Global Financial Markets Crash - Public DomainIs this the start of the next major financial crisis?  The nightmarish collapse of the price of oil is creating panic in financial markets all over the planet.  On June 16th, U.S. oil was trading at a price of $107.52.  Since then, it has fallen by almost 50 dollars in less than 6 months.  This has only happened one other time in our history.  In the summer of 2008, the price of oil utterly collapsed and we all remember what happened after that.  Well, the same patterns that we witnessed back in 2008 are happening again.  As the price of oil crashed in 2008, so did prices for a whole host of other commodities.  That is happening again.  Once commodities started crashing, the market for junk bonds started to implode.  That is also happening again.  Finally, toward the end of 2008, we witnessed a horrifying stock market crash.  Could we be on the verge of another major one?  Last week was the worst week for the Dow in more than three years, and stock markets all over the world are crashing right now.  Bad financial news continues to roll in from the four corners of the globe on an almost hourly basis.  Have we finally reached the “tipping point” that so many have been warning about?

What we witnessed last week is being described as “a bloodbath” that was truly global in scope.  The following is how Zero Hedge summarized the carnage…

  • WTI’s 2nd worst week in over 3 years (down 10 of last 11 weeks)
  • Dow’s worst worst week in 3 years
  • Financials worst week in 2 months
  • Materials worst week since Sept 2011
  • VIX’s Biggest week since Sept 2011
  • Gold’s best week in 6 months
  • Silver’s last 2 weeks are best in 6 months
  • HY Credit’s worst 2 weeks since May 2012
  • IG Credit’s worst week in 2 months
  • 10Y Yield’s best week since June 2012
  • US Oil Rig Count worst week in 2 years
  • The USDollar’s worst week since July 2013
  • USDJPY’s worst week since June 2013
  • Portugal Bonds worst week since July 2011
  • Greek stocks worst week since 1987

The stock market meltdown in Greece is particularly noteworthy.  After peaking in March, the Greek stock market is down 40 percent since then.  That includes a 20 percent implosion in just the past three trading days.

And it isn’t just Greece.  Financial markets all over Europe are in turmoil right now.  In addition to crashing oil prices, there is also renewed concern about the fundamental stability of the eurozone.  Many believe that it is inevitable that it is headed for a break up.  As a result of all of this fear, European stocks also had their worst week in over three years

European stock markets closed sharply lower on Friday, posting their biggest weekly loss since August 2011, as commodity prices continued to fall and and shares in oil-related firms came under renewed pressure from the weak price for crude.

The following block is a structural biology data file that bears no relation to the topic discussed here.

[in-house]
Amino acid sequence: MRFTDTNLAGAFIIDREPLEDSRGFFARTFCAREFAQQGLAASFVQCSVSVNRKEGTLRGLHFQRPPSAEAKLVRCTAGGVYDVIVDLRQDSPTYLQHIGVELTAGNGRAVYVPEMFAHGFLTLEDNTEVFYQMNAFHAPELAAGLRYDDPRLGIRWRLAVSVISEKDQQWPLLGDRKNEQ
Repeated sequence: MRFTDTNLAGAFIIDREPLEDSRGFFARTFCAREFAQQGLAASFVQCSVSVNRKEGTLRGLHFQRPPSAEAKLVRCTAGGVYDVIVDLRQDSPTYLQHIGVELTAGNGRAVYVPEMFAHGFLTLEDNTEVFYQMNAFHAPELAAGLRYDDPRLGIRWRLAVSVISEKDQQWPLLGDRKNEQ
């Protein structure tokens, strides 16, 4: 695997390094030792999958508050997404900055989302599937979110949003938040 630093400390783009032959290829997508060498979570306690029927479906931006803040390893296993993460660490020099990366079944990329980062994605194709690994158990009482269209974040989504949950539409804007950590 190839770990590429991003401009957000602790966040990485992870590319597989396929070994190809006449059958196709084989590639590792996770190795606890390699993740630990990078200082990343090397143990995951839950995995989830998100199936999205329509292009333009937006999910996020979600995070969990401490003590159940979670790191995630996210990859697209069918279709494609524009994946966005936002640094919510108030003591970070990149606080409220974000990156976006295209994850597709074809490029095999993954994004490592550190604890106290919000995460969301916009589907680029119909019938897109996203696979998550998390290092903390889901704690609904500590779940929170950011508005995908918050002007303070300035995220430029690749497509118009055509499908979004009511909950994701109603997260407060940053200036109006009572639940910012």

The pan-European FTSEurofirst 300 unofficially ended 2.6 percent lower, down 5.9 percent on the week as the energy sector once again weighed heavily on wider benchmarks, falling over 3 percent.

But despite all of the carnage that we witnessed in the U.S. and in Europe last week, things are actually far worse for financial markets in the Middle East.

Just check out what happened on the other side of the planet on Sunday

Stock markets in the Persian Gulf got drilled Sunday as worries about further price declines grew. The Dubai stock index fell 7.6% Sunday, the equivalent of a 1,313-point plunge in the Dow Jones industrial average. The Saudi Arabian market fell 3.3%.

Overall, Dubai stocks are down a whopping 23 percent over the last two weeks, and full-blown stock market crashes are happening in Qatar and Kuwait too.

Like I said, this is turning out to be a truly global financial panic.

Another region to keep an eye on is South America.  Argentina is a financial basket case, the Brazilian stock market is tanking big time, and the implied probability of default on Venezuelan debt is now up to 93 percent

Swaps traders are almost certain that Venezuela will default as the rout in oil prices pressures government finances and sends bond prices to a 16-year low.

Benchmark notes due 2027 dropped to 43.75 cents on the dollar as of 11:35 a.m. in New York, the lowest since September 1998, as crude extended a bear market decline. The upfront cost of contracts to insure Venezuelan debt against non-payment for five years is at 59 percent, bringing the implied probability of default to 93 percent, the highest in the world.

So what does all of this mean for the future?

Are we experiencing a repeat of 2008?

Could what is ahead be even worse than that?

Or could this just be a temporary setback?

Recently, Howard Hill shared a few things that he looks for to determine whether a major financial crisis is upon us or not…

The first condition is a serious market sector correction.

According to some participants in the market for energy company bonds and loans, such a correction is already underway and heading toward a meltdown (the second condition). Others are more sanguine, and expect a recovery soon.

That smaller energy companies have issued more junk-rated debt than their relative size in the economy isn’t under debate. Of a total junk bond market estimated around $1.2 trillion, about 18% ($216 billion, according to a Bloomberg estimate) has been issued by energy-related companies. Yet those companies represent a far smaller share of the economy or stock market capitalization among the universe of junk-rated companies.

If the beaten-down prices for junk energy bonds don’t stabilize or recover a bit, we might see the second condition: a spiral of distressed sales of bonds and loans. This could happen if junk bond mutual funds or other large holders sell into an unfriendly market at low prices, and then other holders of those bonds succumb to the pressure of fund redemptions or margin calls and sell at even lower prices.